A study published last week by Frontiers in Human Neuroscience found that socioeconomic status (SES) correlates with children’s ability to ignore background noise. Researchers compared twenty-eight Canadian students from two schools – one low-income and the other high-income – in their stress (cortisol) levels, attention span (neural activation) and emotional states to study how varying socioeconomic environments affect children’s development, specifically cognitive and emotional responses to background versus relevant noises. They hypothesized that lower SES children would demonstrate higher stress, more adverse emotions and asymmetrical activation in the frontal cortex. To quantify stress, researchers measured cortisol levels, while they used questionnaires to evaluate emotional states and conducted electroencephalogram (EEG) tests to observe cognitive response (event-related potential, or ERP). Before beginning the experiment, children were matched for age, race, hearing acuity and academic achievement. After arriving at school, children provided a saliva sample to establish baseline cortisol levels and then completed the questionnaire to assess baseline levels of boredom, perceived stress, engagement, challenges, fear and other emotional states. Their saliva was then tested six times throughout day to look at changes in cortisol levels, and they completed multiple questionnaires to track changes in emotional state before and after the EEG test.
Children from lower SES backgrounds maintained slightly higher levels of cortisol, but both groups showed a similar rise and fall pattern over the course of the day. No significant differences emerged between groups with the emotion questionnaires. The largest discrepancy between study groups involved cognitive responses. Children from higher SES backgrounds showed more difference in ERP activation, indicating they attended much less to non-target (background) noise than target sounds. High activation in lower SES children trying to ignore tones may demonstrate they pay more attention to background noise, and also require more executive resources when trying to ignore it. Researchers theorize that danger in the lower SES neighborhood may have made it advantageous for those children to attend more heavily to potentially-threatening background noise. Higher SES children from safer neighborhoods would not have had that same environmental pressure. However, small sample size and large individual variation within the samples prevent researchers from making any definitive claims.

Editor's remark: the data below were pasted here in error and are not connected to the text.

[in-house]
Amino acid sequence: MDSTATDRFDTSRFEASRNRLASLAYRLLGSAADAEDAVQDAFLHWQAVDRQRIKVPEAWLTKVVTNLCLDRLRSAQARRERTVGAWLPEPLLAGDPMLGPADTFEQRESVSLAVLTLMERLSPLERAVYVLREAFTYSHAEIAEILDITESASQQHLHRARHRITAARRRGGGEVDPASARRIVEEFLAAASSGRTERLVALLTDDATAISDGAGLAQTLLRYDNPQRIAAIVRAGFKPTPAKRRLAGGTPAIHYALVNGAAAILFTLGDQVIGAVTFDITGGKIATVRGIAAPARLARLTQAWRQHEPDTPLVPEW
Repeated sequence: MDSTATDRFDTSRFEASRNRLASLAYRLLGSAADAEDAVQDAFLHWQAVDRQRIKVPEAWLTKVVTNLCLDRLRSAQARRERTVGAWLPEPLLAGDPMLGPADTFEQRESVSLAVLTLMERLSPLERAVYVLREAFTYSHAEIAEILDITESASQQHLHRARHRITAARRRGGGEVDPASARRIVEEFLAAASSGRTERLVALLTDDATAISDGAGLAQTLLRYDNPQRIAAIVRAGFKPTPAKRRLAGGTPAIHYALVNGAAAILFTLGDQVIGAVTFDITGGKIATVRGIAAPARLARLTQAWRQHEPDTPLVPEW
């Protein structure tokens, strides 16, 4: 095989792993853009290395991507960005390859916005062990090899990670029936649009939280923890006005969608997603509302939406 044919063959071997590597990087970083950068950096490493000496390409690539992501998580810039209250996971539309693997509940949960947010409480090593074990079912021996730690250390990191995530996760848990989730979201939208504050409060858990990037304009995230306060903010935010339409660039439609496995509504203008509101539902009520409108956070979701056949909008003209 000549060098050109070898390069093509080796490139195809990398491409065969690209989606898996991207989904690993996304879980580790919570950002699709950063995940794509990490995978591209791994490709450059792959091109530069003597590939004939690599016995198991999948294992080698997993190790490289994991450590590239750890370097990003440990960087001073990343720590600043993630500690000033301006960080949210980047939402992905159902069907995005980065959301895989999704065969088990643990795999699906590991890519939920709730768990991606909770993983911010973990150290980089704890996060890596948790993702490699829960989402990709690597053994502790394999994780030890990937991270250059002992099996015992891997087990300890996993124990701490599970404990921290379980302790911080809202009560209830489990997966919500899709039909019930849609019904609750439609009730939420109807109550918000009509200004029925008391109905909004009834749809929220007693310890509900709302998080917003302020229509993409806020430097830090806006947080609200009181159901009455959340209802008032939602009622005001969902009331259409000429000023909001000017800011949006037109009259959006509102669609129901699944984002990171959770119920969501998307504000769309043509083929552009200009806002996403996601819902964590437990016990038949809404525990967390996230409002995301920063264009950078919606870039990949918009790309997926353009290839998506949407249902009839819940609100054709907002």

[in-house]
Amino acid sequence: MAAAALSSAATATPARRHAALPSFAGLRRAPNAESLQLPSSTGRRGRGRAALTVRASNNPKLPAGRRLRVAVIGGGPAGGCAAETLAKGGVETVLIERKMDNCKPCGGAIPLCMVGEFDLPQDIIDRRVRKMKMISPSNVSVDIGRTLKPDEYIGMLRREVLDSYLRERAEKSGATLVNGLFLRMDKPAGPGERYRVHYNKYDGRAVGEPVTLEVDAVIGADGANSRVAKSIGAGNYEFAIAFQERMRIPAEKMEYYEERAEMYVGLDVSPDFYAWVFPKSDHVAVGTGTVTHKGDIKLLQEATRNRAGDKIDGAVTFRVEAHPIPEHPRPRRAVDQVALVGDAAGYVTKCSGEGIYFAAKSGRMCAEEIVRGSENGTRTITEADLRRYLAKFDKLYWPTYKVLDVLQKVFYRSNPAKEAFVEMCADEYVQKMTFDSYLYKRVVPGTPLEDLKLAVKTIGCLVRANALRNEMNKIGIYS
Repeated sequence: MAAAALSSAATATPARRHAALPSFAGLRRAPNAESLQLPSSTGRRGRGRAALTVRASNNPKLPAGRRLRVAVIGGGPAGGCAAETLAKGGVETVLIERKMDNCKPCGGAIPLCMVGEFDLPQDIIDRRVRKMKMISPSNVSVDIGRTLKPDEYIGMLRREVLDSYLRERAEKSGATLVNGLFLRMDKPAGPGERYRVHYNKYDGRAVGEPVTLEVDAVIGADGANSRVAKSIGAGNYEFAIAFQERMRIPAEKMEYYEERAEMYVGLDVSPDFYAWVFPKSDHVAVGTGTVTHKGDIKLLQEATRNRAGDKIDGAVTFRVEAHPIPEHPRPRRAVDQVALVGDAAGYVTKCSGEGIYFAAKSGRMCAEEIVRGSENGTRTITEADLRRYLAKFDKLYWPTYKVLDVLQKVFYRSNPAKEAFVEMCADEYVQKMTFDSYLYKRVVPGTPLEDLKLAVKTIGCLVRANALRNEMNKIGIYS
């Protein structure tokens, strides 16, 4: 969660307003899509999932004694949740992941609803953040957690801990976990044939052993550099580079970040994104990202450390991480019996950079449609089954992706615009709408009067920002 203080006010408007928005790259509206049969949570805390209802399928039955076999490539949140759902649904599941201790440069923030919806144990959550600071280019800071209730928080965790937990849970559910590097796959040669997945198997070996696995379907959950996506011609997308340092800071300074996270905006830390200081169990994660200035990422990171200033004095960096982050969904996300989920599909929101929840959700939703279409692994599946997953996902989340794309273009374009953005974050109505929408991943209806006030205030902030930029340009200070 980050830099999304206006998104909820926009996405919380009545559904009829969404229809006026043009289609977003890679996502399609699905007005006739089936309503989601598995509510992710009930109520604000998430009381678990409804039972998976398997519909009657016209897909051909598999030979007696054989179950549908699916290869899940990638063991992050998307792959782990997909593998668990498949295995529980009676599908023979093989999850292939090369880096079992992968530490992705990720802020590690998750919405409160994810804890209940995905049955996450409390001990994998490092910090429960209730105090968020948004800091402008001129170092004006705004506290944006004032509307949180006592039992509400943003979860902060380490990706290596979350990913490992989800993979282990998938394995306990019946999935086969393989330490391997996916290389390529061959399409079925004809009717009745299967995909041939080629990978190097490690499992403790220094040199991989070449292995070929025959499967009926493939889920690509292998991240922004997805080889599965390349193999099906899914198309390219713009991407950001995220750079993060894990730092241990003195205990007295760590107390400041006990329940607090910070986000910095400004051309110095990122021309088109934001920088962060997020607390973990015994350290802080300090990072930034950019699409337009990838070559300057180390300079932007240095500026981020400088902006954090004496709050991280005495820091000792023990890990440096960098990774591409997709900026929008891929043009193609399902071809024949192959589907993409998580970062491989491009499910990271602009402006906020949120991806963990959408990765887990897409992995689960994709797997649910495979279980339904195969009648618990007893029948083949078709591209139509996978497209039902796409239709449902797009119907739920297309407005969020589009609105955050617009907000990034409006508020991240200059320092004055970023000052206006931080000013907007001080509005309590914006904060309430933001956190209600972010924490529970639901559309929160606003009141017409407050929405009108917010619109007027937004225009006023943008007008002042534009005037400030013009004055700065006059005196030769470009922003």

In 2010 the Schubert Center hosted a talk with Nobel Laureate James Heckman, PhD where he spoke on the Heckman Equation, which encourages investment in early childhood development to reap economic returns over time. His research shows that developmental contact with disadvantaged populations before age five would help lessen socioeconomic disparities and increase children’s ability (and desire) to contribute to society as they grow older. For more information, watch his presentation or read his slides online. The Schubert Center is hosting an event on March 21, 2013 titled The Long Reach of Child Poverty, featuring Ariel Kalil, PhD, who will discuss explanations for disparate academic achievement, “problem” behaviors and health outcomes among impoverished children. Learn more about the upcoming talk here.